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(1Ã—2)+(2Ã—3)=

(1Ã—2)+(2Ã—3)+(3Ã—4)=

(1Ã—2)+(2Ã—3)+(3Ã—4)+(4Ã—5)=

(1 Ã— 2) + (2 Ã— 3) + (3 Ã— 4) + (4 Ã— 5) + (5 Ã— 6)

Answer 8: T

If the biggest number (factor) on the LHS is 3, the multiplication of the three numbers on the RHS begins with 2.

If the biggest number (factor) on the LHS is 4, the multiplication of the three numbers on the RHS begins with 3.

If the biggest number (factor) on the LHS is 5, the multiplication of the three numbers on the RHS begins with 4.

Using this pattern, (1 x 2) + (2 x 3) + (3 x 4) + (4 x 5) + (5 x 6) has 6 as the biggest number. Hence, the multiplication of the three numbers on the RHS will begin with 5. Finally, we have:

1 Ã— 2 + 2 Ã—3 + 3 Ã— 4 + 4 Ã— 5 + 5 Ã— 6 = = 70

1=1/2 {1Ã—(1+1)}

(i) 1 + 2 + 3 + 4 + 5 + ... + 50

(ii) 31 + 32 + ... + 50

The first equality, whose biggest number on the LHS is 1, has 1, 1 and 1 as the three numbers.

The second equality, whose biggest number on the LHS is 2, has 2, 2 and 1 as the three numbers.

The third equality, whose biggest number on the LHS is 3, has 3, 3 and 1 as the three numbers.

The fourth equality, whose biggest number on the LHS is 4, has 4, 4 and 1 as the three numbers.

Hence, if the biggest number on the LHS is

Using this property, we can calculate the sums for (i) and (ii) as follows:

(ii) The sum can be expressed as the difference of the two sums as follows:

The result of the first bracket is exactly the same as in part (i).

Then, the second bracket:

Finally, we have:

(i) 1

(ii) 5

The first equality, whose biggest number on the LHS is 1, has 1, 1, 1, 2, 1 and 1 as the six numbers.

The second equality, whose biggest number on the LHS is 2, has 2, 2, 1, 2, 2 and 1 as the six numbers.

The third equality, whose biggest number on the LHS is 3, has 3, 3, 1, 2, 3 and 1 as the six numbers.

The fourth equality, whose biggest number on the LHS is 4, has numbers 4, 4, 1, 2, 4 and 1 as the six numbers.

Note that the fourth number on the RHS is always 2 and the sixth number is always 1. The remaining numbers are equal to the biggest number on the LHS.

Hence, if the biggest number on the LHS is n, the six numbers on the RHS would be n, n, 1, 2, n and 1.

Using this property, we can calculate the sums for (i) and (ii) as follows:

(i) 1

1

= 1/6 Ã—[4Ã—(4+1)Ã—(2Ã—4+1)]

=1/6 Ã— 4 Ã— 5 Ã— 9 = 30

Finally, the wanted sum is: 52 + 62 + ...... + 122= (12 + 22 +..... + 122) âˆ’ ( 12 + 22 +..... + 122)=650 âˆ’ 30 = 62

121, 225, 256, 324, 1296, 6561, 5476, 4489, 373758

(i) 256

= (2 x 2) x (2 x 2) x (2 x 2) x (2 x 2)

There are no factors that are not paired. Hence, 256 is a perfect square. The square of an even number is always even. Hence, 256 is the square of an even number.

(ii) 324

= (2 x 2) x (3 x 3) x (3 x 3)

There are no factors that are not paired. Hence, 324 is a perfect square. The square of an even number is always even. Hence, 324 is the square of an even number.

(iii)1296

= (2 x 2) x (2 x 2) x (3 x 3) x (3 x 3)

There are no factors that are not paired. Hence, 1296 is a perfect square. The square of an even number is always even. Hence, 1296 is the square of an even number.

(iv) 5476

= (2 x 2) x (37 x 37)

There are no factors that are not paired. Hence, 5476 is a perfect square. The square of an even number is always even. Hence, 5476 is the square of an even number.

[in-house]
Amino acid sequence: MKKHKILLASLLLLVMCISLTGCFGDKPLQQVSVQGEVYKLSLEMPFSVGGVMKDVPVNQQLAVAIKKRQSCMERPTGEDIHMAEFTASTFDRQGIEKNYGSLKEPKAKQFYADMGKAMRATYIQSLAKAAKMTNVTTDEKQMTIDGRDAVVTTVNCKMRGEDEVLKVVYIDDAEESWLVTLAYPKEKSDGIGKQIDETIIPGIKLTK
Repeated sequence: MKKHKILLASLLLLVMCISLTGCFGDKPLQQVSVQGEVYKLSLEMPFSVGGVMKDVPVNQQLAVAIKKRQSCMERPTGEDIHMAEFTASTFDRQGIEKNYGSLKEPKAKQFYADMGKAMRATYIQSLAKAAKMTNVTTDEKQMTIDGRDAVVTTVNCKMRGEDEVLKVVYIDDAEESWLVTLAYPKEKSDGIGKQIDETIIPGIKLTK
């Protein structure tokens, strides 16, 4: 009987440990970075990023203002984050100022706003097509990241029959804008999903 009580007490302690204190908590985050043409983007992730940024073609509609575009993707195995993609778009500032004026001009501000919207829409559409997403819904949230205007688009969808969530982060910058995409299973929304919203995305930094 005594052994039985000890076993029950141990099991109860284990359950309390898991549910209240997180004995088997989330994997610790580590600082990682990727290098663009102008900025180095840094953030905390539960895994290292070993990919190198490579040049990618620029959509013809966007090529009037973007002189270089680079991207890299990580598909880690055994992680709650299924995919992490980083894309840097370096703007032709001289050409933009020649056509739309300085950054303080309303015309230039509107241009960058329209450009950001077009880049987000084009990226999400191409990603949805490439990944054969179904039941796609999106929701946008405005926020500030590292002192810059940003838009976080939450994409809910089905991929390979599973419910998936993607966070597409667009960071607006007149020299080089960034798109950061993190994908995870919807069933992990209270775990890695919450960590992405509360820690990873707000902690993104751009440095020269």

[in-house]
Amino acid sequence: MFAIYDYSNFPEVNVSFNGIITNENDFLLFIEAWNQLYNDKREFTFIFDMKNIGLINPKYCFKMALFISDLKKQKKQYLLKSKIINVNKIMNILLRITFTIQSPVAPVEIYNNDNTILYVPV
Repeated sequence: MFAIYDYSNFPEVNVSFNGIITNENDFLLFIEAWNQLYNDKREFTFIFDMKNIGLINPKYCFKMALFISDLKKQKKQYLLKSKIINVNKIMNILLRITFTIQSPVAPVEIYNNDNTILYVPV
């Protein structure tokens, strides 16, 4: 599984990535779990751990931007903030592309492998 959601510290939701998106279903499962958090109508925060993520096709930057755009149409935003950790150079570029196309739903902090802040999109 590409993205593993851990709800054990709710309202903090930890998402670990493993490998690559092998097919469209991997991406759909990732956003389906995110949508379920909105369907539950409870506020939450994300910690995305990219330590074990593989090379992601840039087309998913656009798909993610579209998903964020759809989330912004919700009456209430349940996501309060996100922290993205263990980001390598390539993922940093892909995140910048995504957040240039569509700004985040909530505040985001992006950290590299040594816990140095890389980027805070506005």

(v) 373758

Here, each factor appears only once, so grouping them into pairs of equal factors is not possible. It means that 373758 is not the square of an even number.

Hence, the numbers that are the squares of even numbers are 256, 324, 1296 and 5476.

(i) 1026

(ii) 1028

(iii) 1024

(iv) 1022

(v) 1023

(vi) 1027

(i) 1026 has 6 as the units digit, so it is possibly a perfect square.

(ii) 1028 has 8 as the units digit, so it cannot be a perfect square.

(iii) 1024 has 4 as the units digit, so it is possibly a perfect square.

(iv) 1022 has 2 as the units digit, so it cannot be a perfect square.

(v) 1023 has 3 as the units digit, so it cannot be a perfect square.

(vi) 1027 has 7 as the unit digit, so it cannot be a perfect square.

Hence, by examining the units digits, we can be certain that 1028, 1022, 1023 and 1027 cannot be whole squares.

On the other hand, a number whose unit digit is 1, 4, 5, 6, 9 or 0 might be a perfect square (although we will have to verify whether it is a perfect square or not).

Applying the above two conditions, we cannot quickly decide whether the following numbers are squares of any numbers:

1111, 1444, 1555, 1666, 1999

On the other hand, a number whose unit digit is 1, 4, 5, 6, 9 or 0 might be a perfect square although we have to verify that.

Applying these two conditions, we cannot determine whether the following numbers are squares just by looking at their unit digits:

1111, 1001, 1555, 1666 and 1999

(i) The number of digits in a square number is even.

(ii) The square of a prime number is prime.

(iii) The sum of two square numbers is a square number.

(iv) The difference of two square numbers is a square number.

(v) The product of two square numbers is a square number.

(vi) No square number is negative.

(vii) There is no square number between 50 and 60.

(viii) There are fourteen square number upto 200.

Example: 100 is the square of a number but its number of digits is three, which is not an even number.

(ii) False

If

(iii) False

1 is the square of a number (1 = 1

(iv) False

4 and 1 are squares (4 = 2

(v) True

If

(vi) True

The square of a negative number will be positive because negative times negative is positive.

(vii) True

7

(viii) True

14